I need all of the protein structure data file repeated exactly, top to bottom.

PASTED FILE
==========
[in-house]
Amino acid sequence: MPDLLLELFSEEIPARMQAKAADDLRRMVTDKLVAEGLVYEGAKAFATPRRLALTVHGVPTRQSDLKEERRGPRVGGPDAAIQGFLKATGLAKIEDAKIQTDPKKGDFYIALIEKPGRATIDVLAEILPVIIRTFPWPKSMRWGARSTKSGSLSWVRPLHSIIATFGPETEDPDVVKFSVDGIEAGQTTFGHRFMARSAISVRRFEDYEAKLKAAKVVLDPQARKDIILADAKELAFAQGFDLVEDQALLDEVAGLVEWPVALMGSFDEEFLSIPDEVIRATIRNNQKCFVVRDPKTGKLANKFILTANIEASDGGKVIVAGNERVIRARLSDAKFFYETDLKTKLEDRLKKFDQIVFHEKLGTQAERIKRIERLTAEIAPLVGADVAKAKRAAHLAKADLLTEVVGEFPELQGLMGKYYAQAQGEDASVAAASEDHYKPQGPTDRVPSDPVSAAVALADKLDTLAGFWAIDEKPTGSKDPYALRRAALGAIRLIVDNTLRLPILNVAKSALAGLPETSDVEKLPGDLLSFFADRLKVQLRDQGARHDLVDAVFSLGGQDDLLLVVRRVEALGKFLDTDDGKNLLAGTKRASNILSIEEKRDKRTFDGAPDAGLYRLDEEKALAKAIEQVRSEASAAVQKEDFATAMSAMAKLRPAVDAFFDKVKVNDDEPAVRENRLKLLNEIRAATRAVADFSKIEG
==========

[in-house]
Amino acid sequence: MPDLLLELFSEEIPARMQAKAADDLRRMVTDKLVAEGLVYEGAKAFATPRRLALTVHGVPTRQSDLKEERRGPRVGGPDAAIQGFLKATGLAKIEDAKIQTDPKKGDFYIALIEKPGRATIDVLAEILPVIIRTFPWPKSMRWGARSTKSGSLSWVRPLHSIIATFGPETEDPDVVKFSVDGIEAGQTTFGHRFMARSAISVRRFEDYEAKLKAAKVVLDPQARKDIILADAKELAFAQGFDLVEDQALLDEVAGLVEWPVALMGSFDEEFLSIPDEVIRATIRNNQKCFVVRDPKTGKLANKFILTANIEASDGGKVIVAGNERVIRARLSDAKFFYETDLKTKLEDRLKKFDQIVFHEKLGTQAERIKRIERLTAEIAPLVGADVAKAKRAAHLAKADLLTEVVGEFPELQGLMGKYYAQAQGEDASVAAASEDHYKPQGPTDRVPSDPVSAAVALADKLDTLAGFWAIDEKPTGSKDPYALRRAALGAIRLIVDNTLRLPILNVAKSALAGLPETSDVEKLPGDLLSFFADRLKVQLRDQGARHDLVDAVFSLGGQDDLLLVVRRVEALGKFLDTDDGKNLLAGTKRASNILSIEEKRDKRTFDGAPDAGLYRLDEEKALAKAIEQVRSEASAAVQKEDFATAMSAMAKLRPAVDAFFDKVKVNDDEPAVRENRLKLLNEIRAATRAVADFSKIEG